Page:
Parents are increasingly watching content with their children according to a new survey put together by insights, strategy and creative agency Kids Industries, which has put together a global study looking at media habits of 5,000 families across 10 countries and six continents. 

With the amount of content exploding – in the UK alone, Amazon, Netflix, Now TV aand Disney+ offer more than 40,000 choices – parents are playing an increasing role in choices and engagement and quality are the most important facts. The research, among more than 20,000 family members, showed the average family has 6.1 devices and 5.1 subscriptions. 

Other highlights include the fact children are watching as much live TV as streamed – 53% view the former at least once a week versus 55% watching the latter. Co-viewing is growing – four years ago almost three quarters of parents watched with their kids at least once a month, now 73% view with their offspring at least hald the time.

KI CEO and co-founder Gary Pope said: “There is a risk associated with this. Too much choice, delivered too quickly at too low a quality will struggle to build a supportive and invested fanbase – a community that will invest in merchandise, experiences and more.

“Both linear and streamed content have something to offer children. But, in my opinion, linear is gaining momentum because of trust. It offers a viewership moment even if it’s not as frequent as streaming does, making an ‘event’ something to look forward to, something to anticipate. A programme becomes a special moment for families meaning franchise and fandom are able to flourish.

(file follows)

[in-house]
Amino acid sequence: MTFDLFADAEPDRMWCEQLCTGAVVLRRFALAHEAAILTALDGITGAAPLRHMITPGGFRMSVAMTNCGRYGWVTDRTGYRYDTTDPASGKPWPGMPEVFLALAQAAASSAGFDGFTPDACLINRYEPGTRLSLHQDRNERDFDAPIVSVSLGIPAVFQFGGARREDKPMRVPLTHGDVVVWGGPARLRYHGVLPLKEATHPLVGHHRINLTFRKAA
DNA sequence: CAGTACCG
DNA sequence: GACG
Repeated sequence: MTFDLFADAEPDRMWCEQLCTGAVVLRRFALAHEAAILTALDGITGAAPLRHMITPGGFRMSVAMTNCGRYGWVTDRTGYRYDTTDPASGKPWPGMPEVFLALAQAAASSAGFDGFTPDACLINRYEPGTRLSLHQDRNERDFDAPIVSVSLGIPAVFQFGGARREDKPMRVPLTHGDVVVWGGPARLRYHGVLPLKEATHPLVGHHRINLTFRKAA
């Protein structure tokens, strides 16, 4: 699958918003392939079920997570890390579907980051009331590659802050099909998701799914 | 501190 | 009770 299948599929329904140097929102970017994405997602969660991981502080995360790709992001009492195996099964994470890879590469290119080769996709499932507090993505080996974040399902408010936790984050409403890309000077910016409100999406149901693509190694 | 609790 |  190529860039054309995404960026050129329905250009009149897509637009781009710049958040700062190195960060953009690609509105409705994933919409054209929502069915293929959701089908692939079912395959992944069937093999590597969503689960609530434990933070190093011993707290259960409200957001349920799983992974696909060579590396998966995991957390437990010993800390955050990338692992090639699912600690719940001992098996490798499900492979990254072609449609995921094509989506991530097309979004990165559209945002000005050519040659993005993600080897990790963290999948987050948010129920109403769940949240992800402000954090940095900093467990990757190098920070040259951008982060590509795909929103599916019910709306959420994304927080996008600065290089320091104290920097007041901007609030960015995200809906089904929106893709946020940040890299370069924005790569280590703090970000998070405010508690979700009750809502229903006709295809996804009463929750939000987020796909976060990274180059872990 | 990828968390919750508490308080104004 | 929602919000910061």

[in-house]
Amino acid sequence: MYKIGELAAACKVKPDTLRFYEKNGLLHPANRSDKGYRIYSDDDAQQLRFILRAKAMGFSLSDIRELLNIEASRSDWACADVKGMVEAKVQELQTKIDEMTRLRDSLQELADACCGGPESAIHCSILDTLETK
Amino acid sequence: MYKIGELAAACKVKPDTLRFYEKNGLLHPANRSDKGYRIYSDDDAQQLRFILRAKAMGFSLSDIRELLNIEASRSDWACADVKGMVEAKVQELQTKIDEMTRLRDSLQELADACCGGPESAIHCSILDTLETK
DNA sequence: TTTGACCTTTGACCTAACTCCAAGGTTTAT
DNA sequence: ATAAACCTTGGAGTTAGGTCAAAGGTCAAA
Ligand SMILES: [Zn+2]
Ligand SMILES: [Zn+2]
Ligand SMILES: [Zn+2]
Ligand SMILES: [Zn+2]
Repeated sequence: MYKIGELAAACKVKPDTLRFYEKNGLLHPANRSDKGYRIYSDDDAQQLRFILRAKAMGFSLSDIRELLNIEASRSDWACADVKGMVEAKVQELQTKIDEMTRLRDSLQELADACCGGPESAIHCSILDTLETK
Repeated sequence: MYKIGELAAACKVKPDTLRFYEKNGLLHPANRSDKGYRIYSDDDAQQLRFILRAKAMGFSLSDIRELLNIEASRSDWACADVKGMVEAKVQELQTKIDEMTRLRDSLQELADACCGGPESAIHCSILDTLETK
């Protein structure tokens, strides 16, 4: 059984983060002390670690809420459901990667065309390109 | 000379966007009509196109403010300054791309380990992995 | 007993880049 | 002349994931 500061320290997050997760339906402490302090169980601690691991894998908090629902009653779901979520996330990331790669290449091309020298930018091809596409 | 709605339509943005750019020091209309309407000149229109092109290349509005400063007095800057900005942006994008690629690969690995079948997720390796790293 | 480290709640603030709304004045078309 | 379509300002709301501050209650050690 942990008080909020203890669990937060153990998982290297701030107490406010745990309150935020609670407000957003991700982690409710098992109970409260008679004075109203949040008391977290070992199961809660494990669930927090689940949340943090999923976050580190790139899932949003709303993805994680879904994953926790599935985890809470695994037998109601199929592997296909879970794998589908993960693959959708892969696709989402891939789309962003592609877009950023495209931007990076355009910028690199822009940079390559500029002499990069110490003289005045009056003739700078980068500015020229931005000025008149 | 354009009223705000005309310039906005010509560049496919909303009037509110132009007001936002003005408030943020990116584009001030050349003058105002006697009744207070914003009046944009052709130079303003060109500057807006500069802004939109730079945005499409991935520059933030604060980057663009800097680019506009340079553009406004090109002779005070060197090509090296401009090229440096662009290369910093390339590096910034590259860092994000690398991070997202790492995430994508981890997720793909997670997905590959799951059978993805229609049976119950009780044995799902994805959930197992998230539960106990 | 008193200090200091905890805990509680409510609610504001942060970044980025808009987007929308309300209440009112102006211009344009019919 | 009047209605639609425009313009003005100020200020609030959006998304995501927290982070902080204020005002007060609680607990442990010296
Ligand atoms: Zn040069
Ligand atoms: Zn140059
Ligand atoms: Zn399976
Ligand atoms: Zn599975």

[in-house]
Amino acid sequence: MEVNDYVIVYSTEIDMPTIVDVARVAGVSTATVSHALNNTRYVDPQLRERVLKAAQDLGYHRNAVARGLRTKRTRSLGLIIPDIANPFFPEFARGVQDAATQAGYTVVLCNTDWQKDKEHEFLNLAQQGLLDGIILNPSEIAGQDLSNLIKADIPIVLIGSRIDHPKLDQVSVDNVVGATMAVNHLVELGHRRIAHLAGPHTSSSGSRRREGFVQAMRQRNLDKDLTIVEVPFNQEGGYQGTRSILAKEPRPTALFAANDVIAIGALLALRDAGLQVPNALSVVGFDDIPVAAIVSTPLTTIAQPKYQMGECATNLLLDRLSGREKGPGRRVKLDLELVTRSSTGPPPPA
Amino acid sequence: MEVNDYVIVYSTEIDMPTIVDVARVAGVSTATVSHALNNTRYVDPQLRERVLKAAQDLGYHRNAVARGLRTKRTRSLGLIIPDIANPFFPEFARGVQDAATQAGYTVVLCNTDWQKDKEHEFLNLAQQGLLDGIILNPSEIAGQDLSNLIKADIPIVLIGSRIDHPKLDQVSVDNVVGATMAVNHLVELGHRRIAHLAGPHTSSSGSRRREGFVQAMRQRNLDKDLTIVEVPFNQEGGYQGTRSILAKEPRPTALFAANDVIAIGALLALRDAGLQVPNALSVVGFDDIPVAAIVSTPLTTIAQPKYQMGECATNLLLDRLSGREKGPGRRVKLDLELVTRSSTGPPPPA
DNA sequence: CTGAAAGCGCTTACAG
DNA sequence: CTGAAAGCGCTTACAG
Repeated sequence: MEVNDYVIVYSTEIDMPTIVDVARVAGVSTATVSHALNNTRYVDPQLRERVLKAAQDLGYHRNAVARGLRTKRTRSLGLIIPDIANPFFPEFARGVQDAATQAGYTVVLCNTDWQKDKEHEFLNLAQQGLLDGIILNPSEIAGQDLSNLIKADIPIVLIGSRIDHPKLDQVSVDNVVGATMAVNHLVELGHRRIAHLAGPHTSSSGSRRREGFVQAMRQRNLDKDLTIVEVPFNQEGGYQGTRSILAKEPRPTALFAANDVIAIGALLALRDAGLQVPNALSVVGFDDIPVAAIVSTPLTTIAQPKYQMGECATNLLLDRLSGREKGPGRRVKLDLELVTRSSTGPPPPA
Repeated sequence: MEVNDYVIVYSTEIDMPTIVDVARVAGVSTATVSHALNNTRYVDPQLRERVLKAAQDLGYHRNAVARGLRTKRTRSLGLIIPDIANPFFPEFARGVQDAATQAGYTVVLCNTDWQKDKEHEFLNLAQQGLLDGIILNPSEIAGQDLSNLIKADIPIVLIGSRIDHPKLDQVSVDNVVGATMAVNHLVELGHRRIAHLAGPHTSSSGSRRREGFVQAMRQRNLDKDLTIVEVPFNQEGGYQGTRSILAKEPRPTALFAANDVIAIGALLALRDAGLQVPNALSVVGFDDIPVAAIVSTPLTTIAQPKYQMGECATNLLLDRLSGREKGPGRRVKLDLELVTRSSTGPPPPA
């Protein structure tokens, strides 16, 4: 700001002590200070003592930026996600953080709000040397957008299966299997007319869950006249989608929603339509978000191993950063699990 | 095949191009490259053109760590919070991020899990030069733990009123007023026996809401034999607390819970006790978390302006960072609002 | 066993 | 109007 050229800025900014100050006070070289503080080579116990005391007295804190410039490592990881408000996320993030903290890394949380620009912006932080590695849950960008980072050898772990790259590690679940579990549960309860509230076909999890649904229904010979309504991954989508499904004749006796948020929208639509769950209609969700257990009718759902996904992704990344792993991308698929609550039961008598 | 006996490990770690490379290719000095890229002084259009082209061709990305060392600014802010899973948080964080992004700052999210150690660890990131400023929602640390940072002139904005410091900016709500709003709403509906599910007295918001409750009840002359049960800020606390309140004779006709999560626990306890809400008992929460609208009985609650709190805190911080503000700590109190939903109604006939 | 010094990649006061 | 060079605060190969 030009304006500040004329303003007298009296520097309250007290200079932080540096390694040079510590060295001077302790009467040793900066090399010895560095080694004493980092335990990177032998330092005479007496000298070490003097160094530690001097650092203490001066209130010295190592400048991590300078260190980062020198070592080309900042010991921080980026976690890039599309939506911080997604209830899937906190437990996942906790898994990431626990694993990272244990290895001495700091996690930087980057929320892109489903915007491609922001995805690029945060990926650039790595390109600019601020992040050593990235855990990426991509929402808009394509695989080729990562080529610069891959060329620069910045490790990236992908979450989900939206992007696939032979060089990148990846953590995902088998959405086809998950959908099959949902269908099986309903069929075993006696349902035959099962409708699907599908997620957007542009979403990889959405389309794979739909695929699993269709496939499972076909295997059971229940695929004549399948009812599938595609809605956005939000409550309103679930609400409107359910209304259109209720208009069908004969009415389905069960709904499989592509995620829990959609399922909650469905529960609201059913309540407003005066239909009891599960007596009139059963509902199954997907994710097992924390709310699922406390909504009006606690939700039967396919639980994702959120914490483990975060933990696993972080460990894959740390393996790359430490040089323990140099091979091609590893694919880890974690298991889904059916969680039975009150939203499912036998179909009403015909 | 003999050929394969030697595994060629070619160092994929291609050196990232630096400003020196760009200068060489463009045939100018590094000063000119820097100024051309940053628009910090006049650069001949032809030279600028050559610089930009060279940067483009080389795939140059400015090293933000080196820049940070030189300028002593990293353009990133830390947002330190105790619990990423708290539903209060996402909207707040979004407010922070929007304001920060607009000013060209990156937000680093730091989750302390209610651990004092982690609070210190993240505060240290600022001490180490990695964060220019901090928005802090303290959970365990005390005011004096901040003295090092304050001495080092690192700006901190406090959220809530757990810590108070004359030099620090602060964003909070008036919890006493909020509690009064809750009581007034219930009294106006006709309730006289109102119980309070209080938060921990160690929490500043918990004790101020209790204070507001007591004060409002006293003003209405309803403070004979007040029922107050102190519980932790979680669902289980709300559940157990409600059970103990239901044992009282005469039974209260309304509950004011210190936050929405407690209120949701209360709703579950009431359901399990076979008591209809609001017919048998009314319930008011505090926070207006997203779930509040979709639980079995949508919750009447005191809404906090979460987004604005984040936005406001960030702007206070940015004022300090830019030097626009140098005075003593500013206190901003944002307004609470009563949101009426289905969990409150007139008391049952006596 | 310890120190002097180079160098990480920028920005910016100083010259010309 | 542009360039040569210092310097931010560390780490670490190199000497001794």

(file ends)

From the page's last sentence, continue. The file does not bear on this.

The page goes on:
The research shows that the biggest concern for parents is “negative” medi nd trying to ensure children watch product their elders can trust. It is beijng officially launched at KI’s Global Family Conference in London on March 21. 

Pope concluded: “Our first share of the research findings focuses on trends in the streaming space and reveals how today, forming a connection to content is fundamental for a programme’s success. In the fragmented world of children’s media, this is becoming both more important and yet more scarce than ever.  

“In a time where our research shows that 89% of 3–5-year-olds can navigate a smartphone, but only 14% can tie their shoelaces, we can see how models are shifting right before our eyes. Brands that aren’t building fans in significant numbers connected to the stories they tell, should be concerned. 

“It’s clear that for children, content consumption has become the main free time activity, ahead of any type of active play. We’re not going to be able to change this, so we need to (and we have a responsibility to) make sure that the content we create for these audiences is as nutritious as it is possible to be. 

“There are a range of tactics and strategies that children’s media producers can do to ensure they connect meaningfully with families right around the world. We’ll cover these in depth at our conference in March, but they include developing content that can be shared between generations through storytelling and humour, building a lifestyle brand universe (not just entertainment) and making emotional connections as the virtual and real-world crosser over via shared experiences.” 

The Global Family event takes place on March 21, spaces are strictly limited and you can register interest here

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